Seattle City Council President M. Lorena González, who is running for mayor, announced it on Wednesday morning. This makes her the most prominent candidate to date in the race to succeed Mayor Jenny Durkan.
González has been a member of the City Council since 2016 and President of the City Council since 2020. She was elected twice to her citywide seat, winning in 2015 and 2017 with more than 70% of the vote.
González, whose parents were undocumented migrant farm workers in the Yakima Valley, emphasized her personal story when announcing her campaign and called for “bold and progressive measures to overcome the status quo”.
“When I came to this city for the first time as a beaming fifth grader on a field trip, I remember being in awe of what the city represents, so that I could give people like me a chance and be successful,” said González said in an interview.
She described the pandemic as both a turning point and an opportunity to build a city “that will really work for everyone, not just the mighty.”
“We can think big, we can be brave, and we can really see how we build complete neighborhoods that are worth living in, access to childcare, affordable housing, multimodal transportation, access to food, internet, good jobs, and really energetic, small space have business districts, ”said González.
Six other people have run for mayor so far: Colleen Echohawk, the executive director of the Chief Seattle Club; Andrew Grant Houston, architect and urban planner; Lance Randall, the director of an economic development nonprofit in South Seattle; Henry Clay Dennison, who ran for governor under the Socialist Workers Party; Matthew Ervin and William Kopatich.
Durkan does not seek re-election. The deadline for submitting a candidate for the main election in August is May 21.
González moved to Seattle to study law and worked in private practice as a civil rights attorney for a decade before officially entering city politics. In one high profile case, she represented a Latino man who sued the Seattle police after an officer threatened to knock the “Mexican piss” out of him. She won him $ 150,000 in severance payment. The officer was demoted but not dismissed.
The case “reminded me of how oppressive our systems can be if we do not intend to reduce racism,” she said.
González was one of seven (of nine) city council members who this summer called for a 50% cut in the police department’s budget after mass protests against systemic racism and police brutality.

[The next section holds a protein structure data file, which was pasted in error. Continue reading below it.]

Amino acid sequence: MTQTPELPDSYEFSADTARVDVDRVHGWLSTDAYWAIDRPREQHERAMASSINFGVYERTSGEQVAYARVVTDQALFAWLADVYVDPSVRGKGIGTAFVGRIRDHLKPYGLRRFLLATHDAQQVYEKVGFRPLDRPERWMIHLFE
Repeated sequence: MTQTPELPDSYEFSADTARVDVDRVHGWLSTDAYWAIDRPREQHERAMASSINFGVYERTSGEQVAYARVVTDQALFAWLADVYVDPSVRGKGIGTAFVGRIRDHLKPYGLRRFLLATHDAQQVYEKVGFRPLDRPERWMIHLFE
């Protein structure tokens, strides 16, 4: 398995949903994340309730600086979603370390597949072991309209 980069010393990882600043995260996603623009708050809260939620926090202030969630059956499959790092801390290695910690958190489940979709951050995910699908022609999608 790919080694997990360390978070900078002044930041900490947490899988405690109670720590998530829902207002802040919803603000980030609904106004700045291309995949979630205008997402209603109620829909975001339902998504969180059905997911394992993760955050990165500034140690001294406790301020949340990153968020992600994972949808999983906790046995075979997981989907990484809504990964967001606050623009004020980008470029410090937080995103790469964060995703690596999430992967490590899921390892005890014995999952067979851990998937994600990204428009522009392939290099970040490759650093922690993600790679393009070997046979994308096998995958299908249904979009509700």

The council ended up transferring or reallocating about 20% of the department’s budget.
González didn’t answer when asked if she would continue to advocate a 50% cut. Instead, she stressed the importance of electing a new police chief, which Durkan will likely leave to the next mayor. The department is currently headed by interim head Adrian Diaz.
The next police chief, she said, “must be obliged to reshape the police force and rethink our model of the public security service.”
Prior to running for the city council, González was commissioner of the Seattle Ethics and Election Commission and legal advisor to former Mayor Ed Murray. In 2017, she became the first councilor to ask Murray to step down on allegations he sexually assaulted teenagers decades ago.
She briefly campaigned for the Attorney General in 2019 before bidding farewell when Governor Jay Inslee decided to run for a third term when Governor and Attorney General Bob Ferguson opted for re-election.
On the city council, she helped pass a wide range of progressive laws, including a 2017 Police Oversight Reform Act, safe planning for fast food workers, campaign funding reform measures, and gun safety regulations.
Along with the rest of the local government, she also struggled to cope with an ongoing homelessness crisis that was declared a civil emergency throughout her tenure on the council.
Dealing with the crisis will require “additional resources”. Seattle passed a new large business tax last summer (with support from González) to help pay for affordable housing and homeless services. But if Seattle is to become a “world-class liveable city,” said González, “we need everyone on board, especially large corporations.”
Homelessness, she said, is just a symptom that her personal history uses to call for solutions to the root cause – poverty.
“I have lived in child labor camps in central Washington state where I had no access to toilets and no access to drinking water, and I understand from a very deep level what it means to forego these basic needs,” she said. “As mayor, I would make sure that we look at the system holistically in order to meet these basic needs and lift people out of poverty.”